- Invest in a meat thermometer! Roast your turkey uncovered in a 325 F oven, allowing around 15 minutes per pound. For a turkey in the 14 to 20-pound range, this will take 4 to 5 hours. The thickest part of the breast should be cooked to 165 F (This may sound early, but the temperature will continue to rise to about 170 degrees once you take the bird out of the oven.)
- Let your turkey rest for at least 30 minutes before carving. Resting the bird loosely tented with aluminum foil allows all of the delicious juices to redistribute, giving you the most tender meat possible.
I am not going to leave out those guests who would rather go hungry than eat a turkey! There is really no way around making two main dishes unless all of your guests are vegetarian. Over the years I’ve noticed that most of my friends and family who are vegetarian also like to eat gluten-free, thus the inception of my yumm-o-licious roasted vegetable lasagna. It’s made with layers of extra-thinly sliced potato, eggplant, zucchini, onion, my homemade pesto and goat cheese. (By the way, most people who are lactose-intolerant can eat goat cheese without any issues. Cha-ching!)
Although this recipe might sound painstakingly difficult given the “extra thin” sliced vegetables, it’s really über simple if you invest in a mandolin — no, not the musical instrument, it’s a kitchen gadget, people! I have a super mega-cool mandolin that I bought from Williams Sonoma for a zillion dollars (well…$150 really, but it was expensive). Given that I’m always cooking, teaching cooking classes or developing recipes, it was an investment. The good news is you can find a decent mandolin in the kitchen gadget section of your local supermarket for around $10. This tool will slice the potatoes, zucchini, eggplant, and onion in a snap.
Buon Appetito! 😉
Christine’s Roasted Vegetable Lasagna
- Olive oil for greasing the dish
- 6 medium red potatoes, very thinly sliced
- Christine’s Pesto (see below)
- Sea Salt
- ¾ pound eggplant (about 1 large), unpeeled and thinly sliced
- 2 medium golden zucchini, thinly sliced
- 1 large red or yellow onion, thinly sliced
- 1 jar (24 ounces) marinara sauce
- 12 ounces soft goat cheese
- Preheat the oven to 375 degrees Fahrenheit.
- Grease a 2-quart baking dish with olive oil.
- Arrange half the potato slices in the dish.
- Season each potato with a small drop of the pesto.
- Top each potato with a slice of eggplant, zucchini, and onion.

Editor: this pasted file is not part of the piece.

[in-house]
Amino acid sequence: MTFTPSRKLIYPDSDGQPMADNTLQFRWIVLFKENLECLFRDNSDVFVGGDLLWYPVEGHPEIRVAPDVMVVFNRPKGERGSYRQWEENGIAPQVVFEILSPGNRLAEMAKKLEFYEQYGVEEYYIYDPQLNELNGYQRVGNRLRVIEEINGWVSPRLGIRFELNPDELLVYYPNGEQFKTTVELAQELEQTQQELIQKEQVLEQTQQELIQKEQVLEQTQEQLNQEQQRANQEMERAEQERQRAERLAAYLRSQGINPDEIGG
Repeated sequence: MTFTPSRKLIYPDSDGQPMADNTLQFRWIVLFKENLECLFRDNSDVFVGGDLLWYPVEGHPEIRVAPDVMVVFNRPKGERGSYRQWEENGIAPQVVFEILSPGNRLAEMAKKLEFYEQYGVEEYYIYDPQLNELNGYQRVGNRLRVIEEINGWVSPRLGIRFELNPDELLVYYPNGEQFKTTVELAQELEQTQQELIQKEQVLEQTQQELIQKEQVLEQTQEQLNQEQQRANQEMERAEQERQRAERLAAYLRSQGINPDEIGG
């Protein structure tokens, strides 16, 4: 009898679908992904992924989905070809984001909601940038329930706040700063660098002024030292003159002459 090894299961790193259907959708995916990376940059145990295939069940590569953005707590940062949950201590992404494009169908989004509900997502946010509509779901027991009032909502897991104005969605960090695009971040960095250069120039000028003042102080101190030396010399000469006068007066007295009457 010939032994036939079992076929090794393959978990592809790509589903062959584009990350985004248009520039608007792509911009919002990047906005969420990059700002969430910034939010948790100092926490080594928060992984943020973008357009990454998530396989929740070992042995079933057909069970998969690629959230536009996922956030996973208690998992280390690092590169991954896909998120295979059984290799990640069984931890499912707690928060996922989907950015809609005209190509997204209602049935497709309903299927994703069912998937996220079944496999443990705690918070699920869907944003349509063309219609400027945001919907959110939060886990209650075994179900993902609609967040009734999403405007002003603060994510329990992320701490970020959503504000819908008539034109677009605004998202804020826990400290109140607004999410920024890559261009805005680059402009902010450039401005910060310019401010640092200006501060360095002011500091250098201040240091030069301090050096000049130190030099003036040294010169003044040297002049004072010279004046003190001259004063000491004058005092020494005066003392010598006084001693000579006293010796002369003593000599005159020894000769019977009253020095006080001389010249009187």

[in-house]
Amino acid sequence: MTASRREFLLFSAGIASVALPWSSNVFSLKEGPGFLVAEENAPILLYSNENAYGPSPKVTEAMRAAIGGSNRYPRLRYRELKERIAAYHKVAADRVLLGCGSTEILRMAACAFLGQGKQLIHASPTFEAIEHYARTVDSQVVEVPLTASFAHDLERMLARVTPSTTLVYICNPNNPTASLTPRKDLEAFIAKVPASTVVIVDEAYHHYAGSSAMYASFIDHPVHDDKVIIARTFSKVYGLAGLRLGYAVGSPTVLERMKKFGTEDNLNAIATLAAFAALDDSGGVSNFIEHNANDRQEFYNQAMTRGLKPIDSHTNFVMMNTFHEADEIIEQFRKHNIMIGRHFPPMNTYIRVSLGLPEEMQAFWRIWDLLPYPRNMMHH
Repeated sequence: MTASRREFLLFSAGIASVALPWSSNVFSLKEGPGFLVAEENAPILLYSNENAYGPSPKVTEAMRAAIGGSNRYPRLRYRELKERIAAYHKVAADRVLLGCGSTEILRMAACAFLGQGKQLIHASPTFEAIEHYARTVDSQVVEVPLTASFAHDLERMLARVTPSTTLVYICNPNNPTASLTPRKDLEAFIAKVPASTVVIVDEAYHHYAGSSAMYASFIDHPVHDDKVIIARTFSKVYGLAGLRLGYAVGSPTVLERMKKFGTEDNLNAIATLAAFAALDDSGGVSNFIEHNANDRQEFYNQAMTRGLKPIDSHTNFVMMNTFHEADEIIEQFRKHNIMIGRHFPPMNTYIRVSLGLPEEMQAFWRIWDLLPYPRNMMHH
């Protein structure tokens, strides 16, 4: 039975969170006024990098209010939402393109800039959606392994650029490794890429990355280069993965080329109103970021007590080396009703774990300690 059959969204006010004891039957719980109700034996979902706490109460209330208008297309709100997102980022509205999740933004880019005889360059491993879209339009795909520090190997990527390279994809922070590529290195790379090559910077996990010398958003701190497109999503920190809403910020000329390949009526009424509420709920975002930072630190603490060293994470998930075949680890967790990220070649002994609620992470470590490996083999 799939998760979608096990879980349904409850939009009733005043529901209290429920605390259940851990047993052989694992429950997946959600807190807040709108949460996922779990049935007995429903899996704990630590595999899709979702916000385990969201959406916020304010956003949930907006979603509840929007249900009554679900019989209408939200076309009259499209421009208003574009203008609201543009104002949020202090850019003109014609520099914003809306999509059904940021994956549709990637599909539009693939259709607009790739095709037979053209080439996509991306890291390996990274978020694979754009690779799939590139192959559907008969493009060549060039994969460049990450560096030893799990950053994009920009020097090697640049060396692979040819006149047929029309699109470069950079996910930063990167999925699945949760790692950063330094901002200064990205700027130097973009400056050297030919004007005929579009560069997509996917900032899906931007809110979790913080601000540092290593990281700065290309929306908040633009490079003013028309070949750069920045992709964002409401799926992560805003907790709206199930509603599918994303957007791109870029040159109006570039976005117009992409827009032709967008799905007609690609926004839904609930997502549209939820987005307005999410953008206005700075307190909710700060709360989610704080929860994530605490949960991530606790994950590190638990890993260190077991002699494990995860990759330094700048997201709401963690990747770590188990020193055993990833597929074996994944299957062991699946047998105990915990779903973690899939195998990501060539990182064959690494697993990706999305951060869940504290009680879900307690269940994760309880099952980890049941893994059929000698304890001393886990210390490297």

- Using half of the goat cheese, place a bit of cheese onto the top of each vegetable stack.
- Pour half of the marinara over everything.
- Make a second layer of potatoes, pesto, vegetables, and sauce.
- Lastly, drop mini dollops of the remaining 6 ounces of goat cheese over the top of the lasagna.
- Cover the dish with foil and bake for 45 minutes.
- Remove the foil and bake until the lasagna is bubbling and the top has browned, about 10 minutes.
Nutrition facts per serving: 297 calories, 12 grams protein, 35 grams carbohydrates, 13 grams fat
(makes about ½ cup)
- 2 cups tightly packed fresh basil leaves
- ½ cup grated Parmesan cheese
- ¼ cup pine nuts
- ¼ teaspoon cayenne pepper
- 1 garlic clove, crushed with the side of a knife
- ¼ cup extra-virgin olive oil
- Sea salt and ground black pepper
- Combine the basil, cheese, pine nuts, cayenne and garlic in a food processor or blender.
- With the machine running, slowly pour in the oil.
- Blend until mixture looks bright green and thick, about 45 seconds.
- Season with salt and pepper to taste.
Nutrition facts per tablespoon: 71 calories, 1 gram protein, 1 gram carbohydrates, 7 grams fat (mostly good fats!)
Not only is this month full of family, friends, and one of the biggest meals of the year, November 16th is National Fast Food Day. I like to think of fast food as something that is quick to make, provides a PC combo (check out my books for information on why you need a healthy combo of both protein and carbs) and gets you out the door and on with your day – without having to stop at the traditional fast food places. This recipe is most definitely fast, nutritious, and you can fit it into your Thanksgiving menu for a pumpkin pie substitute!
Christine’s Skinny Pumpkin Pie Cottage Cheese
- 3/4 cups nonfat cottage cheese
- 3/4 cups organic packed pumpkin
- 1 tablespoon organic raisins
- 1 tablespoon crushed walnuts
- Combine all ingredients in a medium bowl.
- Mix well.
- Sprinkle with cinnamon and enjoy.
See nutrition information and more on ChristineAvanti.com
“Let gratitude be the pillow upon which you kneel to say your nightly prayer.”― Maya Angelou